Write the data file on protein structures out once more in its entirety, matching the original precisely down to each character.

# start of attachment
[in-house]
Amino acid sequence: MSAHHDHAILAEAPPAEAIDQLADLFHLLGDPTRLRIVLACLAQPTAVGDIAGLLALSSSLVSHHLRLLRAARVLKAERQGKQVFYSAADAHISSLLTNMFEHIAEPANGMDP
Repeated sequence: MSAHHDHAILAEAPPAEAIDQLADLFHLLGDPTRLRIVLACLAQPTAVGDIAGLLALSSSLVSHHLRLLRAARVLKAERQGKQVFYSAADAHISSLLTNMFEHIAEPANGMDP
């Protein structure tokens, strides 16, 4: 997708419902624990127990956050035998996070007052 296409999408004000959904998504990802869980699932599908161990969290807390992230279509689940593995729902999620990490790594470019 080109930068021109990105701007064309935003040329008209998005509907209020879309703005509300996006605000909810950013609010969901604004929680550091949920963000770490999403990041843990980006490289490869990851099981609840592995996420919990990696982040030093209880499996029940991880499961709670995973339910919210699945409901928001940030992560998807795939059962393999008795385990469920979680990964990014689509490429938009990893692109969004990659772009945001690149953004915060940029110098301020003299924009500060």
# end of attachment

[in-house]
Amino acid sequence: MSAHHDHAILAEAPPAEAIDQLADLFHLLGDPTRLRIVLACLAQPTAVGDIAGLLALSSSLVSHHLRLLRAARVLKAERQGKQVFYSAADAHISSLLTNMFEHIAEPANGMDP
Repeated sequence: MSAHHDHAILAEAPPAEAIDQLADLFHLLGDPTRLRIVLACLAQPTAVGDIAGLLALSSSLVSHHLRLLRAARVLKAERQGKQVFYSAADAHISSLLTNMFEHIAEPANGMDP
């Protein structure tokens, strides 16, 4: 997708419902624990127990956050035998996070007052 296409999408004000959904998504990802869980699932599908161990969290807390992230279509689940593995729902999620990490790594470019 080109930068021109990105701007064309935003040329008209998005509907209020879309703005509300996006605000909810950013609010969901604004929680550091949920963000770490999403990041843990980006490289490869990851099981609840592995996420919990990696982040030093209880499996029940991880499961709670995973339910919210699945409901928001940030992560998807795939059962393999008795385990469920979680990964990014689509490429938009990893692109969004990659772009945001690149953004915060940029110098301020003299924009500060």